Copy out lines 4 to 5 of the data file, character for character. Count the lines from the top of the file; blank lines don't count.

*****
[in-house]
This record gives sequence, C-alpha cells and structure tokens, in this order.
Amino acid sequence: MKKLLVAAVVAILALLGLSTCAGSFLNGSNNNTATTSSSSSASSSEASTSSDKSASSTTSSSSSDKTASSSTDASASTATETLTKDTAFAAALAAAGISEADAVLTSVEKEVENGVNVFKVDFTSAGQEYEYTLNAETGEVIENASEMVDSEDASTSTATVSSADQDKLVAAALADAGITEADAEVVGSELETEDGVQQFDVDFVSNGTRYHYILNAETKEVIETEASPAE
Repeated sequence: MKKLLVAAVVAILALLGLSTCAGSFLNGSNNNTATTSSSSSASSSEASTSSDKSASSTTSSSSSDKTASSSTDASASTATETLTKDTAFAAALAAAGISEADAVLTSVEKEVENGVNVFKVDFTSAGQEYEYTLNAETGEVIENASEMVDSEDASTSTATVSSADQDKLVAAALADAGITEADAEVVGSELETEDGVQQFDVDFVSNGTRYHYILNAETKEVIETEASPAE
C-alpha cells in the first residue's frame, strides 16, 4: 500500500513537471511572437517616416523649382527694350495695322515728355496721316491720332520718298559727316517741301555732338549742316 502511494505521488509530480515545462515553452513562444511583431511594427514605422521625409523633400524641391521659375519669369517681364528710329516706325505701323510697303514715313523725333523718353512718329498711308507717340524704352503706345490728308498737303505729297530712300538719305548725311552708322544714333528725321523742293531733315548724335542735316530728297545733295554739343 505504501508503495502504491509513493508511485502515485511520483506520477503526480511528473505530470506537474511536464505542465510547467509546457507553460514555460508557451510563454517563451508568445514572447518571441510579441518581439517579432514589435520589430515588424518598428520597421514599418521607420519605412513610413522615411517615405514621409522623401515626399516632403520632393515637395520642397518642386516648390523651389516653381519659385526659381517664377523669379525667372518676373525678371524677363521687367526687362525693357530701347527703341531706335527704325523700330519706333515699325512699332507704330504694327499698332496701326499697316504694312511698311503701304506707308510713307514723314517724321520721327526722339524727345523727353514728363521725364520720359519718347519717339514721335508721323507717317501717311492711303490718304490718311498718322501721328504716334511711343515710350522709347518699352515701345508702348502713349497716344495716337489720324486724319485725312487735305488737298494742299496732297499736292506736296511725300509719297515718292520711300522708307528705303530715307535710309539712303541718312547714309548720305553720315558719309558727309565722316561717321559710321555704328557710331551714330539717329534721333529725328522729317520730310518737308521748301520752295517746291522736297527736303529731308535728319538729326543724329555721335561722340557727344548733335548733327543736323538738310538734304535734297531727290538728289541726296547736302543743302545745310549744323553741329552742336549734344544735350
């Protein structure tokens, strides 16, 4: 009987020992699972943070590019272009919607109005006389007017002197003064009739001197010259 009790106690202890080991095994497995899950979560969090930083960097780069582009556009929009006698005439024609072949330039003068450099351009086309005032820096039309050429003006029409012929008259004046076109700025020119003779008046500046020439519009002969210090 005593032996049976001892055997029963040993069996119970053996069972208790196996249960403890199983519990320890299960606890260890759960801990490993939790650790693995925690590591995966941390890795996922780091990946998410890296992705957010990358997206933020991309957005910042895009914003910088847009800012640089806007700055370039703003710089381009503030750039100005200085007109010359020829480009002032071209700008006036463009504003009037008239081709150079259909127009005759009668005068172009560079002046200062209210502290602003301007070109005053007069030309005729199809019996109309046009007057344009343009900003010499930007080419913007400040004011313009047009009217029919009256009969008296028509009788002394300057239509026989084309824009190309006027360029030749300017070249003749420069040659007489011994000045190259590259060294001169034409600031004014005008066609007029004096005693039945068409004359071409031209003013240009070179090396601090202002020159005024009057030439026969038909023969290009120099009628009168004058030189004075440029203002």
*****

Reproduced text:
Repeated sequence: MKKLLVAAVVAILALLGLSTCAGSFLNGSNNNTATTSSSSSASSSEASTSSDKSASSTTSSSSSDKTASSSTDASASTATETLTKDTAFAAALAAAGISEADAVLTSVEKEVENGVNVFKVDFTSAGQEYEYTLNAETGEVIENASEMVDSEDASTSTATVSSADQDKLVAAALADAGITEADAEVVGSELETEDGVQQFDVDFVSNGTRYHYILNAETKEVIETEASPAE
C-alpha cells in the first residue's frame, strides 16, 4: 500500500513537471511572437517616416523649382527694350495695322515728355496721316491720332520718298559727316517741301555732338549742316 502511494505521488509530480515545462515553452513562444511583431511594427514605422521625409523633400524641391521659375519669369517681364528710329516706325505701323510697303514715313523725333523718353512718329498711308507717340524704352503706345490728308498737303505729297530712300538719305548725311552708322544714333528725321523742293531733315548724335542735316530728297545733295554739343 505504501508503495502504491509513493508511485502515485511520483506520477503526480511528473505530470506537474511536464505542465510547467509546457507553460514555460508557451510563454517563451508568445514572447518571441510579441518581439517579432514589435520589430515588424518598428520597421514599418521607420519605412513610413522615411517615405514621409522623401515626399516632403520632393515637395520642397518642386516648390523651389516653381519659385526659381517664377523669379525667372518676373525678371524677363521687367526687362525693357530701347527703341531706335527704325523700330519706333515699325512699332507704330504694327499698332496701326499697316504694312511698311503701304506707308510713307514723314517724321520721327526722339524727345523727353514728363521725364520720359519718347519717339514721335508721323507717317501717311492711303490718304490718311498718322501721328504716334511711343515710350522709347518699352515701345508702348502713349497716344495716337489720324486724319485725312487735305488737298494742299496732297499736292506736296511725300509719297515718292520711300522708307528705303530715307535710309539712303541718312547714309548720305553720315558719309558727309565722316561717321559710321555704328557710331551714330539717329534721333529725328522729317520730310518737308521748301520752295517746291522736297527736303529731308535728319538729326543724329555721335561722340557727344548733335548733327543736323538738310538734304535734297531727290538728289541726296547736302543743302545745310549744323553741329552742336549734344544735350